Thanks, I’ll keep all this in mind. I think what these images are suggesting not that I will have more power, but that the gearing for 160MM cranks at 50/34 is going to feel like more 53 and 36 at the top and low ends of 170MM. That’s if I understand these charts right.

I’m not sure about that. In my experience with the shorter cranks, my natural cadence range has extended upwards, from 100-103 rpm to perhaps 103-107 rpm. That’s why au opted for easier gears. Apart from that I feel much better on the bike. :slightly_smiling_face:

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That helps a lot!

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At 193cm tall, I went from 175mm to 155mm. I’ve noticed my cadence has increased a little bit and that means I’ve put more force into the pedals for the same power. I didn’t change my gearing at all and it still feels the same as with the longer cranks.

My suggestion would be to get the cranks, get familiar with them, then make any gearing decisions based on how you’re climbing or sprinting as you ride around.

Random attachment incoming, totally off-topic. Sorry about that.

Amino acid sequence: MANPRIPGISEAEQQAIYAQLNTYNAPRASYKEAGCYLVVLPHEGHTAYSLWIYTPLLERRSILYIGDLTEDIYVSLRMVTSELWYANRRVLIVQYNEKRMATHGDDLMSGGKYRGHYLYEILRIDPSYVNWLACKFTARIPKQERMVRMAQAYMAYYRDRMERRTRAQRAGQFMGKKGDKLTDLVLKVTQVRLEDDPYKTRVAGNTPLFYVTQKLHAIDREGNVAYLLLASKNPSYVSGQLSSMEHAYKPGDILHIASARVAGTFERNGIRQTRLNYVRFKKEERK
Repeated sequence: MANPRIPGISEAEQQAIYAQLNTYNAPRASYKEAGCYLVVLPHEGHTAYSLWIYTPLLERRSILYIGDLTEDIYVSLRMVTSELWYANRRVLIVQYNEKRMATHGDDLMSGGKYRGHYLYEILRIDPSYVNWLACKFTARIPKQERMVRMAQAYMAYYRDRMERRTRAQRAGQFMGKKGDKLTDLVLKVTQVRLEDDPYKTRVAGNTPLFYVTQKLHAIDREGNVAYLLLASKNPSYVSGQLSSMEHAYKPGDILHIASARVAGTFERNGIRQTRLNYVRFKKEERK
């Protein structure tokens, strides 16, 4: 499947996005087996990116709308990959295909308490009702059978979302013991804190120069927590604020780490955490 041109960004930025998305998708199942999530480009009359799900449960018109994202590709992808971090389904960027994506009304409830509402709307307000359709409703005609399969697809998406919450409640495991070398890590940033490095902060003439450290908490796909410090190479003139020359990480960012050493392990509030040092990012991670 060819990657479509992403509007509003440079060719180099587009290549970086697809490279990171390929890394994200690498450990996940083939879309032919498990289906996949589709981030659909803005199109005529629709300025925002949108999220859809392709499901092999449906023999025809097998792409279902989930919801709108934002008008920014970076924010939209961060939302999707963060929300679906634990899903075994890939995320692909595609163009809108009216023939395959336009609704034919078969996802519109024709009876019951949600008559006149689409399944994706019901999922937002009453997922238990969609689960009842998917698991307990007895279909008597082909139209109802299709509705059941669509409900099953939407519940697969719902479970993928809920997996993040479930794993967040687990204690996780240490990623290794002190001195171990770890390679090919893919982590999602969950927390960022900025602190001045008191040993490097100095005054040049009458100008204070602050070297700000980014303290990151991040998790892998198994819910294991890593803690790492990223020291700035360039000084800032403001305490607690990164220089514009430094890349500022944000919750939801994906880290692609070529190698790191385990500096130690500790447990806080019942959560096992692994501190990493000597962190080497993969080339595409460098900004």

I also changed to 165mm cranks, coming from 172.5mm cranks. I am 185cm tall.

Feel much more comfortable, cannot imagine going back to longer cranks. My cadence increased 5-10 rpm. Kept the same gearing and feel fine.

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The answer @fasterthanever is with something called gain ratio (the distance the pedal moves as a ratio of how far the bike moves). Probably best if you google it I might mess you up by explaining further. Edit: Thought the title was gear not gain. Thought I was being helpful but, you are way ahead with gain ratio: Gain ratio=radius ratio x chainring teeth/rear cassette teeth. Longer cranks=less radius ratio which=less % gear than a shorter crank.